Pietra Serena


Braschi quarry

Year designation



Sandstone; Lithic Arkose containing quartz, feldspar lithic clasts, muscovite, biotite, chlorite with varying amounts of clay matrix and calcite cement


Bluish Green / cerulean and ochraceous

Geological settings

Cenozoic – Upper Oligocene/Lower Miocene – Macigno and Monte Modino Formation


Northern Apennines, region of Firenze

Braschi quarry

The stone of the Renaissance

Pietra Serena is a material that can be utilized for architectural elements, ornaments, road paving, household furnishings, and even religious and civil objects. The cyclopean blocks of the Etruscan walls of Fiesole (Florence) evidence that Pietra Serena was put to use in the Archaic period. Since that time its use lasted almost continuously until the 19th century. The most frequently used material in Florentine Renaissance architecture (UNESCO World Heritage) was Pietra Serena, a sandstone that nowadays is found in a quite satisfactory state of conservation. The reason for this is that architects and stone cutters in the past made careful selections of the materials they employed. For centuries, the sandstone outcrops have provided the building material for the city. The particular colour of the city is due to the use of these sandstones: ochraceous shades for the aristocratic palaces, the public administration buildings and civil houses (Pietraforte), and cerulean colours for the large colonnades and the paved streets (Pietra Serena). Pietraforte was the primary building material of the city, while Pietra Serena was used chiefly for ornamental purposes, having its most exalted period during the Renaissance when large blocks of this sandstone were required to carve columns and capitals. Today, the depletion of many quarries and the consequent high cost of the stone, have determined the use of the Pietra di Firenzuola (Cantisani et al. 2013) and Pietra di Santa Brigida (both quite similar to Pietra Serena) where it is required by the historical stylistic context.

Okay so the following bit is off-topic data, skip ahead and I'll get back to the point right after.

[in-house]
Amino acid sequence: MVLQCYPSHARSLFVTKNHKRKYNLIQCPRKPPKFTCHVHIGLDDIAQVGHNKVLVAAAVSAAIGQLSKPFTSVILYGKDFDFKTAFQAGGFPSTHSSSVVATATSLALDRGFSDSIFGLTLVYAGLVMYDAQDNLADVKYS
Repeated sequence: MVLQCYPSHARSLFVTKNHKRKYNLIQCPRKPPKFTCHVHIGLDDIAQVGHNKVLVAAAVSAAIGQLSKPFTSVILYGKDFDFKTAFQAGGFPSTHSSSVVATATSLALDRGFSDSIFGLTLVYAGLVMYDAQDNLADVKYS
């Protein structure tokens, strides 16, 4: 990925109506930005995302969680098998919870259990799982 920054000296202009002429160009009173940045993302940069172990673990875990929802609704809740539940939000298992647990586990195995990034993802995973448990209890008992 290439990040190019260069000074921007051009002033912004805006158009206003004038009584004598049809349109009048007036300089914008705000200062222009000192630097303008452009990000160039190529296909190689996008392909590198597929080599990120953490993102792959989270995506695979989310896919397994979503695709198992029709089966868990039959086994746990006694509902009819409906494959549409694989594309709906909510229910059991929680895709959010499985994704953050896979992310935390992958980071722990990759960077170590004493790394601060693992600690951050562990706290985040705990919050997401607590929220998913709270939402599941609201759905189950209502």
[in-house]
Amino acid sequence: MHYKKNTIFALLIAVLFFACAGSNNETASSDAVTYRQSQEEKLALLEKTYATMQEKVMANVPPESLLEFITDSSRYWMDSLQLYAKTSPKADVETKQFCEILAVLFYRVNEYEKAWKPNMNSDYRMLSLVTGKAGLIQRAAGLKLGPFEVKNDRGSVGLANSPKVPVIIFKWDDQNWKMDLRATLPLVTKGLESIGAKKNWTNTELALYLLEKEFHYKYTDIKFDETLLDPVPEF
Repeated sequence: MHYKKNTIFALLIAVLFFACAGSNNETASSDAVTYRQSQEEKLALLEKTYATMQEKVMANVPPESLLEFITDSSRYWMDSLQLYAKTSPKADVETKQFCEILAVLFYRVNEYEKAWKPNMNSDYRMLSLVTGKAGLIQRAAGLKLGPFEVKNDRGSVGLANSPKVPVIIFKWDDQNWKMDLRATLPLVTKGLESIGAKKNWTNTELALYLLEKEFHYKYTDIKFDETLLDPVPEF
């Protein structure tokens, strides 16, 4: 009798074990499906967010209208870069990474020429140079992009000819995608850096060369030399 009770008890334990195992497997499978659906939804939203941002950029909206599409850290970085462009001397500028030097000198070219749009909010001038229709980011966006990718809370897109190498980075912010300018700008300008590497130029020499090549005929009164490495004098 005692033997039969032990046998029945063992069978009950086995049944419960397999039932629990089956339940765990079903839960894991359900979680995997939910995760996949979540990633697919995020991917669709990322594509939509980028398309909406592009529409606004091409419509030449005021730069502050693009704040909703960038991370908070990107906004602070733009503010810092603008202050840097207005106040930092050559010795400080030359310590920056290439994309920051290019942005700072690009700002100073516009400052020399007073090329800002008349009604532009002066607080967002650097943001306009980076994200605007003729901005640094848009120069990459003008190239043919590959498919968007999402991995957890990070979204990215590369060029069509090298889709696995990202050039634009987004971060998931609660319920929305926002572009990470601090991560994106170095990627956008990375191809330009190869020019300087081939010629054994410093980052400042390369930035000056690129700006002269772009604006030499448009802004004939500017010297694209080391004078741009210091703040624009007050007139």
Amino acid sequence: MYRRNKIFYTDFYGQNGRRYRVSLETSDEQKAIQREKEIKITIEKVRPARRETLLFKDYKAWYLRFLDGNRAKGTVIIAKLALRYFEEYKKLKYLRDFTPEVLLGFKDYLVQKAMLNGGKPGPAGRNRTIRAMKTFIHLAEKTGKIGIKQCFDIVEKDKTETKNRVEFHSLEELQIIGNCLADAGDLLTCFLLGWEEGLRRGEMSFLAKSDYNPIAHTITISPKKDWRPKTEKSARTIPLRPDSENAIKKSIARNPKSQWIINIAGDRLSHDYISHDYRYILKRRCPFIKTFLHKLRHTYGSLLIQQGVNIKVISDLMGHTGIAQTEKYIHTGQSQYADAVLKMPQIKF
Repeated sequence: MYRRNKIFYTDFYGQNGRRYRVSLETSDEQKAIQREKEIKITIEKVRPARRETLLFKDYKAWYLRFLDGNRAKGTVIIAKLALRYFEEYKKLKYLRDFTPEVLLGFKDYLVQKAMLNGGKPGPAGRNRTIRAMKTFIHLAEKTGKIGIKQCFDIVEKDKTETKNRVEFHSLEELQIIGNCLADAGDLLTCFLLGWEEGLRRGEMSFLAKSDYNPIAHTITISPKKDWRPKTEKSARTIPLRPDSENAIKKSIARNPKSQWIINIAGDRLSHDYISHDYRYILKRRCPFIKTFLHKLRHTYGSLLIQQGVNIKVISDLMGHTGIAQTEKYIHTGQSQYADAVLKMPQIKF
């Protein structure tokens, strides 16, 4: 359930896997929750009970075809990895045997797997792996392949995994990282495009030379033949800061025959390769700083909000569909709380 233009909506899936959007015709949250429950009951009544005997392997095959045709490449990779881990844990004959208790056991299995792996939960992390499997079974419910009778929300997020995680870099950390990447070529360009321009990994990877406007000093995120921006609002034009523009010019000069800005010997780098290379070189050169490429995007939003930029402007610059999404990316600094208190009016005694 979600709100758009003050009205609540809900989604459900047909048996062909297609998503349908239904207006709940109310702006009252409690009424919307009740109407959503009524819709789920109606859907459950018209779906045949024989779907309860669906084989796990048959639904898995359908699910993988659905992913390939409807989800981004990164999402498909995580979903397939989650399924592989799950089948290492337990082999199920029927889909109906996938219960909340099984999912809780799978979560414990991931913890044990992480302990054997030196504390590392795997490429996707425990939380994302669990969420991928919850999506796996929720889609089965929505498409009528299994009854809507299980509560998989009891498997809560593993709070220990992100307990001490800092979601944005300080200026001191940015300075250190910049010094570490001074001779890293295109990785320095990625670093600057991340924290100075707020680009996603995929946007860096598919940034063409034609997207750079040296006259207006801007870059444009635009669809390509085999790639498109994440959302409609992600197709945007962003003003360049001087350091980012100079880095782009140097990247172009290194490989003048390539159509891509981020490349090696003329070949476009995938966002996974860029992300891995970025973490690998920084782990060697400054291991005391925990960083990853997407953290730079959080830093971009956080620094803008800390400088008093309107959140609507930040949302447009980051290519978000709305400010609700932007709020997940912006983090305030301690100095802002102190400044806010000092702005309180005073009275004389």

Spedale degli Innocenti, Florence, Italy

Fabio Fratini